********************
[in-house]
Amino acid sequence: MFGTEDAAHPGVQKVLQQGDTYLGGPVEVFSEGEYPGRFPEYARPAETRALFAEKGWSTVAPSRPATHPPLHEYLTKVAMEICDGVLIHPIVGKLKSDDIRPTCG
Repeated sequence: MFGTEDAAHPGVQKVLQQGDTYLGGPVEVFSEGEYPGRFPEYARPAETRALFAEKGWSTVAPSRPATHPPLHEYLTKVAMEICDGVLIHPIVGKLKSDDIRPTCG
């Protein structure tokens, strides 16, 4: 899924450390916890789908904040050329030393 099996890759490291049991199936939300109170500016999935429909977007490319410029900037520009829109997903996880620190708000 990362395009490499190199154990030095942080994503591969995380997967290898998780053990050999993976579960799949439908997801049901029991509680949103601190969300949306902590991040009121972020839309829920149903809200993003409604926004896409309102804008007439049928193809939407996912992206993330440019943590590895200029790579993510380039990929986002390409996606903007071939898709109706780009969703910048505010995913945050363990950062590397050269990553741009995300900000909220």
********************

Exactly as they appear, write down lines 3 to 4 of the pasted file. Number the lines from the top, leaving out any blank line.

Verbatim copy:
Repeated sequence: MFGTEDAAHPGVQKVLQQGDTYLGGPVEVFSEGEYPGRFPEYARPAETRALFAEKGWSTVAPSRPATHPPLHEYLTKVAMEICDGVLIHPIVGKLKSDDIRPTCG
């Protein structure tokens, strides 16, 4: 899924450390916890789908904040050329030393 099996890759490291049991199936939300109170500016999935429909977007490319410029900037520009829109997903996880620190708000 990362395009490499190199154990030095942080994503591969995380997967290898998780053990050999993976579960799949439908997801049901029991509680949103601190969300949306902590991040009121972020839309829920149903809200993003409604926004896409309102804008007439049928193809939407996912992206993330440019943590590895200029790579993510380039990929986002390409996606903007071939898709109706780009969703910048505010995913945050363990950062590397050269990553741009995300900000909220």